As I noted in a previous post, I think that while some of the techniques that are presented under the label of permaculture design may have a place in easing some of the difficulties that we’ll encounter as cheap energy sources dry up and the U.S. continues in its decline, I think it’s best to learn those from books and by doing rather than from the permaculture design course. In this post I’ll discuss my reasons for that belief, using the article I critiqued in that post (“Hellstrip Polycultures” by Frank Raymond Cetera in the August 2015 issue of Permaculture Design, abbreviated as PcA/PcD in this post to account for the years it was published under the title of Permaculture Activist before the 2015 name change) and other resources promoted under the permaculture label to look critically at the design course and what seem to be common habits of thought among its graduates and its teachers.
One of the points I raised in the previous post is the lack of understanding of the functions of and constraints upon the tree lawn within the current ecology of the city that the author of the article displayed. Since one of the major goals of a permaculture design course is to raise attendees’ awareness of the patterns of energy and resource flow through the area under design, I wonder how well that objective is met in practice. How could it be that a course which claims to offer a good grounding in and understanding of ecological processes apparently failed to transmit an understanding of the city as an ecological system? It should not be difficult to understand why planting a tree lawn with tall, sprawling, dispersive plants next to a busy street on one side and a narrow sidewalk on the other does not make good ecological sense for pedestrians, cyclists, drivers, police, and residents alike. Even if the author of the article was unaware of the functions of and constraints on a tree lawn, the editor of Permaculture Design, who has been working with permaculture design for many years, should have caught the problems and not published the article as it appeared. Why didn’t that happen?
One possibility lies in the history of permaculture. Back in 1974, Bill Mollison and David Holmgren developed a framework for a sustainable agricultural system based on multiple types of crops, many of them perennials, which are claimed to support each other similarly to the ways that plants in ecosystems like forests, woodlands, and prairies support each other (from the preface to Introduction to Permaculture). They coined the term “permaculture” as a shorthand for “permanent agriculture.” From the beginning, growing food and other useful plants in polycultures in which the plants are supposed to provide for each other’s needs has been a central aspect of permaculture.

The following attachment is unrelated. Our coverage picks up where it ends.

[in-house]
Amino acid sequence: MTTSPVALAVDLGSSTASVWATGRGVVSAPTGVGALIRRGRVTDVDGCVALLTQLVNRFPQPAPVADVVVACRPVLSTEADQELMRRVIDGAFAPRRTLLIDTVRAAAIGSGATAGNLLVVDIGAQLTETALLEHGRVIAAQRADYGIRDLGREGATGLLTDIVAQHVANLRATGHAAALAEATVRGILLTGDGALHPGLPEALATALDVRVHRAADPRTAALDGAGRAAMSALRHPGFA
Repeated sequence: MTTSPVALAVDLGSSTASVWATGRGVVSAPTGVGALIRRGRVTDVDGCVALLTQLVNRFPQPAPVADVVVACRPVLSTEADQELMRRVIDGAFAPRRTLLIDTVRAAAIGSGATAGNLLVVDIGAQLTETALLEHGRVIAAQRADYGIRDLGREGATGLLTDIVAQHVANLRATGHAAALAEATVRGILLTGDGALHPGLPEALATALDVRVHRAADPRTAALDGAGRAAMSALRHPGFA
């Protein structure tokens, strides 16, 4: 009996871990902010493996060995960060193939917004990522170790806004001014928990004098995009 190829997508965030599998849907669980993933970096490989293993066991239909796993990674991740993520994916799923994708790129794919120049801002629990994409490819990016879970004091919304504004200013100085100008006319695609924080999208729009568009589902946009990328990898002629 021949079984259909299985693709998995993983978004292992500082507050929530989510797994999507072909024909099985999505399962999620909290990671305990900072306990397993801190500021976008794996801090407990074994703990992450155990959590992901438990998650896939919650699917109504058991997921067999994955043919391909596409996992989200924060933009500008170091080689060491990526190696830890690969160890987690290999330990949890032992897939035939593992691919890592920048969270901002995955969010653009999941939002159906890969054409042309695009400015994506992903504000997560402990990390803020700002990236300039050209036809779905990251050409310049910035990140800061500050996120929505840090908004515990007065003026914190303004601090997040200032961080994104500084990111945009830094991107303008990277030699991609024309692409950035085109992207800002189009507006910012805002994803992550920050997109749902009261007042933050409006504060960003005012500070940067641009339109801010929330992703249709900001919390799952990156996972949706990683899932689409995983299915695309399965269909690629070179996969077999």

However, because much of permaculture design deals with making major modifications to landforms for water and energy harvesting to support large-scale perennial cropping, and because in temperate climates such as most of the U.S. tree crops are the only perennials that are commonly grown for food, permaculture design in the U.S. seems to have focused more on tree crops and perennial plantings for larger semi-rural and rural properties than it has on the different needs and ecologies of cities and suburbs. Mike’s and my one acre lot, because it is located in an inner suburb of a major metropolitan area, has more in common with the 1/8 acre lot we used to own in a nearby inner suburb than it does with the semi-rural to rural properties that Mollison, Holmgren, and many other permaculture teachers and authors live on, have written about, and/or seem to be most familiar with. It doesn’t make much sense to learn about swales as water control and harvesting structures, for instance, if the only bit of land you have control over is your 1/8 to 1/4 acre city or suburban lot. Instead, it could be a lot more useful to learn about how to capture and use water from your roof cheaply and effectively. But you don’t need a permaculture design course to learn about that. Search “rain barrel” or “rain garden” on the web, and you’ll learn everything you need to set up your own rain barrels and rain gardens (including this post). And you don’t need a computer or Internet access at home if your public library provides that.